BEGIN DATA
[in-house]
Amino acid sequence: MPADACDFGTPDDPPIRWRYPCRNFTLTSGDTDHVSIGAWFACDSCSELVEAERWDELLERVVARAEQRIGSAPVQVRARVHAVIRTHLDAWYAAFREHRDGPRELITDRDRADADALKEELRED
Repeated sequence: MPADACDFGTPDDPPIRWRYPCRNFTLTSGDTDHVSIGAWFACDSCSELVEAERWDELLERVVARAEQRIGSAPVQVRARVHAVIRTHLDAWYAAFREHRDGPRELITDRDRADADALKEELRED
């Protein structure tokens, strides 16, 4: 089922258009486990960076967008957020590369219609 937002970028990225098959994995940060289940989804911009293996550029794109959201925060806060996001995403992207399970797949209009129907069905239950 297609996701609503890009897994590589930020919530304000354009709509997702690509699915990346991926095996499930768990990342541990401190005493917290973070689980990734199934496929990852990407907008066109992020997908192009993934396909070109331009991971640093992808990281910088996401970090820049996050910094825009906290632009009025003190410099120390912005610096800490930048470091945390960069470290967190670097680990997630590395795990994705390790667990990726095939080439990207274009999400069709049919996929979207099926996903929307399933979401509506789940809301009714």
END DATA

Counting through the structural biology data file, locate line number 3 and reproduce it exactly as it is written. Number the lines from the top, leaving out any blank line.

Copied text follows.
Repeated sequence: MPADACDFGTPDDPPIRWRYPCRNFTLTSGDTDHVSIGAWFACDSCSELVEAERWDELLERVVARAEQRIGSAPVQVRARVHAVIRTHLDAWYAAFREHRDGPRELITDRDRADADALKEELRED